I’m not a gambler. That’s because my father was. Even a little bit of his meagre income squandered on the ponies had a significant impact on that week’s meals and the one time he won more than a week’s wages did not make up for that.
I was once the owner of sailboat, which, they say is like standing in a cold shower tearing up hundred dollar bills. The difference between that and gambling, in my mind, is that with gambling, you skip the shower.
And yet I find myself in Las Vegas from time to time, staying in a hotel. On Christmas Eve it was the Palms. We had chosen the Palms because one of us had stayed there last Christmas and reported that with wood panelled rooms it had a warm vibe . Besides the rooms were going cheap. How surprised we were to find there had been a total renovation. Now the tigerlike eyes of a woman, framed by palm fronds gazed down over every bed. The bathtubs had been removed and replaced by showers big enough to accommodate a small crowd behind transparent plexiglass. The coffee makers had gone the way of the bathtubs. This meant that whenever I wanted tea, I had to travel down to the cafe to get hot water. On Christmas morning at 5 a.m., I made my way there to discover that the usually crowded casino had only three diehards, eyes glued to their slot machines.
For as you may know, the casino in any Las Vegas hotel is unavoidable. You enter through it. You cross it to get to the front desk. You recross it to get to the elevator and every time you want to buy a bottle of water or get a meal or go out to visit a relative. Initially, the noise drove me crazy, but I have found that it’s like traffic when you’re driving. Pay attention only to what’s relevant.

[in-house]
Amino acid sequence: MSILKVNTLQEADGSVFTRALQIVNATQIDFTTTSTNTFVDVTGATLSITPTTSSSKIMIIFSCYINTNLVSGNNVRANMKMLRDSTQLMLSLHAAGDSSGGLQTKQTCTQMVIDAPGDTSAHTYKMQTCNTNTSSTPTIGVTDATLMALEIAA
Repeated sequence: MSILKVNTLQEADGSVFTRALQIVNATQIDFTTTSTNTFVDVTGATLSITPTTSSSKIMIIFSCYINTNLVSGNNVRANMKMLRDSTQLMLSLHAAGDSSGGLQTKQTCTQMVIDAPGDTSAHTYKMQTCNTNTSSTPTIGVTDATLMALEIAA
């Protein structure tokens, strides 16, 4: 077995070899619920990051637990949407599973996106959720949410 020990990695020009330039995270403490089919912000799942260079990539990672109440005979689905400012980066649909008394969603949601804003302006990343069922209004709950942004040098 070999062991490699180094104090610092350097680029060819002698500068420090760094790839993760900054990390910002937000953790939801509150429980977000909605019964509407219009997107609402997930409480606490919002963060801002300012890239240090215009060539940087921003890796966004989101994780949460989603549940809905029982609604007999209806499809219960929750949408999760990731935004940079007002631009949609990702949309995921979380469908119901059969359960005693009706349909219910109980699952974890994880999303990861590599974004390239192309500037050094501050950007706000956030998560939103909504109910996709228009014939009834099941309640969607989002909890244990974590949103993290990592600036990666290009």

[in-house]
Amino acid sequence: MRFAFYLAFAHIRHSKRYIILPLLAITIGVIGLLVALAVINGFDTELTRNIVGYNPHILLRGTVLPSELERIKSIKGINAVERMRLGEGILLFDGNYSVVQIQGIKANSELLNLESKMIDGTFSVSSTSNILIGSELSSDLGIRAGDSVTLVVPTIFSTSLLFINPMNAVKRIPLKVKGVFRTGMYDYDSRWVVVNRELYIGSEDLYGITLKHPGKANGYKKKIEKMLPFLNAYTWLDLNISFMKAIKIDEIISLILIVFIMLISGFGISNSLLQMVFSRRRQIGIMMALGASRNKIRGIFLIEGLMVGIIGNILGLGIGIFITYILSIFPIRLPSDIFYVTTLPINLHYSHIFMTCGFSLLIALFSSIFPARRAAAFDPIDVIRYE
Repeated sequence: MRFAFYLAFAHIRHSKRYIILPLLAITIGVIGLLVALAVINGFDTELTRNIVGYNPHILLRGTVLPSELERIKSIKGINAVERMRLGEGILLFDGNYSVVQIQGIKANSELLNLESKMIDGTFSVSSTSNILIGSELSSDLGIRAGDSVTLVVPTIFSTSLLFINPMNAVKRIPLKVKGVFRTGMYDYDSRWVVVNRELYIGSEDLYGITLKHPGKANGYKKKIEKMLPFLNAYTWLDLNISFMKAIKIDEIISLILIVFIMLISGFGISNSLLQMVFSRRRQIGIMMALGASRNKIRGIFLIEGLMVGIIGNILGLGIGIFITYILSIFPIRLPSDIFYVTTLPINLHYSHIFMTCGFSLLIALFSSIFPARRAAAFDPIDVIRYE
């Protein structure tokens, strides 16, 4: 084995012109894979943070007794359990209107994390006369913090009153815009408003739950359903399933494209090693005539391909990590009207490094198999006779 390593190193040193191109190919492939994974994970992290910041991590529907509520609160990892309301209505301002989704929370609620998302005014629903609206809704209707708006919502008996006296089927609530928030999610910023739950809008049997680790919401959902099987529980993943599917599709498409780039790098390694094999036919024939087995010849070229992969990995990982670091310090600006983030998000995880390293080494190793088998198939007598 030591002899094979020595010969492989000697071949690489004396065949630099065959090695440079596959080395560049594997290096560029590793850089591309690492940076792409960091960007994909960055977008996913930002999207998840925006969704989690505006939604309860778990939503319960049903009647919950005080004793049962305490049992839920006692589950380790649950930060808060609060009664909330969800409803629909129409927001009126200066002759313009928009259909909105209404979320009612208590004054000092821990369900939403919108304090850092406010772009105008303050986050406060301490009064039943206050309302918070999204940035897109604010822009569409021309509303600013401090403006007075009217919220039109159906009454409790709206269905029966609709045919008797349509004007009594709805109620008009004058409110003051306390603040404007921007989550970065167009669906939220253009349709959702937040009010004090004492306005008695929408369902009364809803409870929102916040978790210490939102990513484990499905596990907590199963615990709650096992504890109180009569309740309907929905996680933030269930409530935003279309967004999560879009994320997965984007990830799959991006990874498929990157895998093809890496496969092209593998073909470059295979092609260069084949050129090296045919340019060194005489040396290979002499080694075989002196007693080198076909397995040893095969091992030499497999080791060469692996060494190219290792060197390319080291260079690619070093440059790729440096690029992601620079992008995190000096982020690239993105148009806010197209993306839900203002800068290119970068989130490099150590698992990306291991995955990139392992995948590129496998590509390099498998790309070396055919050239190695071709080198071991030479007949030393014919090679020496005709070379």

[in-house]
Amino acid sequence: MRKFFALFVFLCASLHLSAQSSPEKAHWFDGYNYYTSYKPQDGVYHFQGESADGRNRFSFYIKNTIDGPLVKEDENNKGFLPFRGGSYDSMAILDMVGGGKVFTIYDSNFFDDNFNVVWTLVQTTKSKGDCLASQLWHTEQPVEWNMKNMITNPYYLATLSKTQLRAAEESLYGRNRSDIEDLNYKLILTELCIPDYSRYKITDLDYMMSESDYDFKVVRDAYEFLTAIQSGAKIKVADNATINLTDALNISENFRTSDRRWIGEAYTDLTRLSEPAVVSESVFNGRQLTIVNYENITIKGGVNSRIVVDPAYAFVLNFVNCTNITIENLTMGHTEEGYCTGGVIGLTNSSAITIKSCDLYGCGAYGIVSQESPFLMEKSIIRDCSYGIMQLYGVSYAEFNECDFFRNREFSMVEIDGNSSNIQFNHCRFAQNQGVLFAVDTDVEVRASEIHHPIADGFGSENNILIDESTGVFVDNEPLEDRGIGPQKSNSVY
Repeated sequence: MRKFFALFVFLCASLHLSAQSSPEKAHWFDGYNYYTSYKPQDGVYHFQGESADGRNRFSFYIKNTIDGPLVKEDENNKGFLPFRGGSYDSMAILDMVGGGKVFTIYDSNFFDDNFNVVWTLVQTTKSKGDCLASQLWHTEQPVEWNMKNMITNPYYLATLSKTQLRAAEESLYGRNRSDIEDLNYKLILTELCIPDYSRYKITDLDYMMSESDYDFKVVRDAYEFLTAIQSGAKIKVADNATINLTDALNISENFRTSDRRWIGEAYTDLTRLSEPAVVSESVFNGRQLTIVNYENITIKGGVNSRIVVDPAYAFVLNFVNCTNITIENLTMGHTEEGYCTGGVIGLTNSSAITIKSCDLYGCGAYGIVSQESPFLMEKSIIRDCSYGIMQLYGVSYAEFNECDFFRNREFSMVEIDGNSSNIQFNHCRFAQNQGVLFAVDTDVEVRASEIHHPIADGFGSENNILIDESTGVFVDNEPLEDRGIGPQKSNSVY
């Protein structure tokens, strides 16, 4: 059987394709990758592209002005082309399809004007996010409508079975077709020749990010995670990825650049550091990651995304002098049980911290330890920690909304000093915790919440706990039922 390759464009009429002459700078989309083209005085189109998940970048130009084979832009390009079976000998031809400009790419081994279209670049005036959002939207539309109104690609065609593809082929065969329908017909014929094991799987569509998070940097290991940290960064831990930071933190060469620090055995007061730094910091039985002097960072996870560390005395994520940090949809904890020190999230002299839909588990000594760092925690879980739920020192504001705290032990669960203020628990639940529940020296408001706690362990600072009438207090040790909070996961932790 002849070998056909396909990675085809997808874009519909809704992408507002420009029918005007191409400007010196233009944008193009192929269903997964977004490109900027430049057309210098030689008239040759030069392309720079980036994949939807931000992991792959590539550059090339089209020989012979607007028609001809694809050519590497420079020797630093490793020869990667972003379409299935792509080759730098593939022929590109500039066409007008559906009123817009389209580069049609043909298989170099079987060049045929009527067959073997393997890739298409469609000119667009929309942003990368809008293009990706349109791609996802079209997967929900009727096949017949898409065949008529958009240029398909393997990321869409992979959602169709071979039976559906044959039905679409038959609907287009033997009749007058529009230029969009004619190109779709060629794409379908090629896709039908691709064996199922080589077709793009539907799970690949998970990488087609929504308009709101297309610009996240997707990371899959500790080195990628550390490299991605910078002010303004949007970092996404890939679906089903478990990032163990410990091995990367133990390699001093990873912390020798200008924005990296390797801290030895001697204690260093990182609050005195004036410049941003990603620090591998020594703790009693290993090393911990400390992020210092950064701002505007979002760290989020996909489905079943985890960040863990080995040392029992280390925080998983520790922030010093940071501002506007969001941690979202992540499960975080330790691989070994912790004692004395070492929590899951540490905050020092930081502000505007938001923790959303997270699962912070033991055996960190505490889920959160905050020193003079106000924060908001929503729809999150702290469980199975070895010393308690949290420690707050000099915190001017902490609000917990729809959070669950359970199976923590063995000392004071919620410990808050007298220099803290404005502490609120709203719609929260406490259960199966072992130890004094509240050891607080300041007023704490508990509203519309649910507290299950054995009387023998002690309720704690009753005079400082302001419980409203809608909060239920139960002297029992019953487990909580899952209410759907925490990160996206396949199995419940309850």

The Las Vegas that I know is not party central. It is a more suburban experience where neat Spanish-style bungalows line curving streets. Twice we have rented houses big enough to accommodate the extended family gathered from across the continent. The first one could have slept about 20, but it had a few disadvantages. One of the toilets roared when flushed and on the wedding day, the city turned off the water for non-payment. The other was smaller although it still had room for 10 and a pool where you could escape the summer heat. You could escape it in the house as well, but the air conditioning was so fierce that you risked frostbite. Some of us devised a strategy: we stayed inside until we got chilled, then we sat outside until we got fried even with pool breaks. The kids of course just stayed in the water until about 10 p.m. Party central, yes, but….
We did stay at the Monte Carlo on the strip one year and I was bowled over by the Babylonian opulence of it all. I sat waiting for kids to get off the rides in New York, New York. The fountains at the Bellagio alone were worth the trip, not to mention the buffet despite the line-up.
Ah, the buffet! Las Vegas has cheap buffets, breakfast, lunch and dinner. Like the reasonably priced drinks you can get at the casino bars, the food and even the room is just a ploy to keep the gambler feeding the machines money. Meanwhile feast your eyes on a glass pyramid, an Eiffel Tower and other bizarre edifices that delight a playful heart, never more than when the lights come on at night.
We go there for weddings and funerals and, sometimes, for Christmas. Thanks to the bold imagination of 2 family members who upped stakes and moved there in their retirement and who never played more than the nickle machines, Las Vegas has a homey feel.